Spinal anesthesia

Spinal anesthesia lends itself for procedures below T9-10 (about the level of the umbilicus). The planned procedure should not last more than three hours at most. Patients perceive extended periods of time on the OR table as uncomfortable.

1. Indications

Typical indications for spinal anesthesia include:

  • Fracture treatment of the lower extremities, knee and hip arthroplasty
  • Inguinal hernia
  • Perineal surgery
  • Transurethral resection
  • Cesarean section

2. Contraindications

  • Patient refusal
  • Coagulation disorders
  • Lack of communication with the patient
  • Infection at puncture site
  • Certain neurologic disorders

3. Required

  • Detailed informed consent discussion
  • Physical examination and history
  • Patient informed consent not only for the regional anesthesia, but also general anesthesia in case of complications or if spinal anesthesia fails
  • Moderately dosed premedication ordered by anesthesiologist. The patients should not be sedated too much because they still must sit.

4. Workflow description

  • Upon transfer check patient identity and the planned procedure (patient file, informed consent documents)
  • Attach monitor leads for: ECG, NIBP, pulse oximetry
  • IV access and infusion
  • Document baseline measurements in anesthesia record
  • Prepare induction medication and materials for ventilation for possible emergency situations (e.g., extreme cardiovascular reaction, total spinal anesthesia)
  • Ready atropine and theodrenalin
  • Position patient sitting on OR table
  • Check lab panel, particularly INR, pTT and platelet count, WBC and CRP
  • Support sitting patient with hanging shoulders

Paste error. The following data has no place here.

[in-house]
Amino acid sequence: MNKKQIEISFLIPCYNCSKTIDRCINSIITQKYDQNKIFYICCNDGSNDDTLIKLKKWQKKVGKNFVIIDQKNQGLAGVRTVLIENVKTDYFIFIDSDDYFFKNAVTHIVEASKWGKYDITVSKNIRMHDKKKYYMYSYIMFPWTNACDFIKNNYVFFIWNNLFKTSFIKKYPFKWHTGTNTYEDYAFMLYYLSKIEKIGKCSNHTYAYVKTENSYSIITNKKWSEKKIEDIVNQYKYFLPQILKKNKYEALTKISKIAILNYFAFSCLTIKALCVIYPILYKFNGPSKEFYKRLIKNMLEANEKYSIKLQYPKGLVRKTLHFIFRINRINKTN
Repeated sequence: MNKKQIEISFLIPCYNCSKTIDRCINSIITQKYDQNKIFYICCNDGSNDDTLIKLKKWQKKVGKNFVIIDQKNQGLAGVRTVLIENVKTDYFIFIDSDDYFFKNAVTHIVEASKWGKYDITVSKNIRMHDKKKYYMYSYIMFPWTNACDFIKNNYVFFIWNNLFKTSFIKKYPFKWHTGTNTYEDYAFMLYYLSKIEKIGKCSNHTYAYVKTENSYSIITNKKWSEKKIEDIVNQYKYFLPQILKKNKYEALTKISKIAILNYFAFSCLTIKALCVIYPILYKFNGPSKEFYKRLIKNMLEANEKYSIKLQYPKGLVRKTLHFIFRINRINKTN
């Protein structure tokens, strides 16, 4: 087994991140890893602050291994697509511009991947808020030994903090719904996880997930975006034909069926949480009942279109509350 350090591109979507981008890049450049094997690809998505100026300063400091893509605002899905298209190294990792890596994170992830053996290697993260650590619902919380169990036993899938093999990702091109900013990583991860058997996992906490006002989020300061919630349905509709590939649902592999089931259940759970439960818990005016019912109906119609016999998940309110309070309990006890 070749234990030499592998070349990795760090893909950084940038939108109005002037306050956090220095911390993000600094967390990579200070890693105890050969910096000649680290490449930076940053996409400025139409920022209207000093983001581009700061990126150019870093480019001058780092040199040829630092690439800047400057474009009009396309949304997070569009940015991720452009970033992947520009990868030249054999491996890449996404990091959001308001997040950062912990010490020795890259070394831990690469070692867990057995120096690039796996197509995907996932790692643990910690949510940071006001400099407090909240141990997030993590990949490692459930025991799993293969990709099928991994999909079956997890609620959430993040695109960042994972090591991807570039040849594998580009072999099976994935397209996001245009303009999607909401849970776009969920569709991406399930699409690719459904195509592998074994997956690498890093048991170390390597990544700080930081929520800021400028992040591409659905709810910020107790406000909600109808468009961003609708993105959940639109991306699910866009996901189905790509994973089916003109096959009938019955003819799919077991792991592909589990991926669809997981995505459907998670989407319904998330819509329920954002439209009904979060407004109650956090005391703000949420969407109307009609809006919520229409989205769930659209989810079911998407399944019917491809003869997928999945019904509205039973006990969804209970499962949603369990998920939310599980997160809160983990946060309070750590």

• Thoroughly prep the skin with disinfectant (single-shot contact time of 60 seconds is sufficient, no wiping, the skin must be wetted)
  • The anesthesiologist wears face mask and scrub cap
  • Thoroughly disinfect hands (contact time at least 30 seconds)
  • Sterile draping with fenestrated drape
  • Local anesthesia with 1-3 mL local anesthetic (e.g., scandicaine 1%)
  • Puncture spinal canal with 24G Sprotte cannula and introducer
  • Check CSF reflux for any blood
  • Record any paresthesia
  • Slowly inject local anesthetic (e.g., isobaric or hyperbaric 0.5 % carbostesin, hyperbaric 4% scandicaine) into the subarachnoid space without barbotage
  • Withdraw spinal cannula
  • Apply sterile adhesive
  • Position patient supine on OR table
  • Transport patient into OR
  • Check spread of anesthesia
  • Elevate upper body of patient, if needed
  • Avoid patient hypothermia
  • Document the procedure in the anesthesia record and the vital signs after spinal anesthesia has been performed
  • Release patient to OR team

5. Intraoperative monitoring

  • Single-channel ECG
  • NIBP
  • Pulse oximetry
  • Vigilance
  • Spread of spinal anesthesia

6. Hand over to recovery room

  • Patients are monitored in the recovery room until their spinal anesthesia begins to wear off (e.g., fading motor block).
  • Regular check of vital signs
  • Postoperative analgesia, e.g., with 1 g metamizole p.o.
  • Upon transfer to the ward patients may eat and drink without restriction, except in PONV
  • Ambulation is permitted once motor and sensory block have lapsed completely
  • Initial ambulation only aided by the nursing staff
  • Inform patient of possible post-spinal headache
  • Point out possible micturition disorders

Author: Prof.C. Diefenbach, MD

Head, Department of Anesthesiology and Surgical Intensive Care

St. Katharinen-Hospital Frechen GmbH, Germany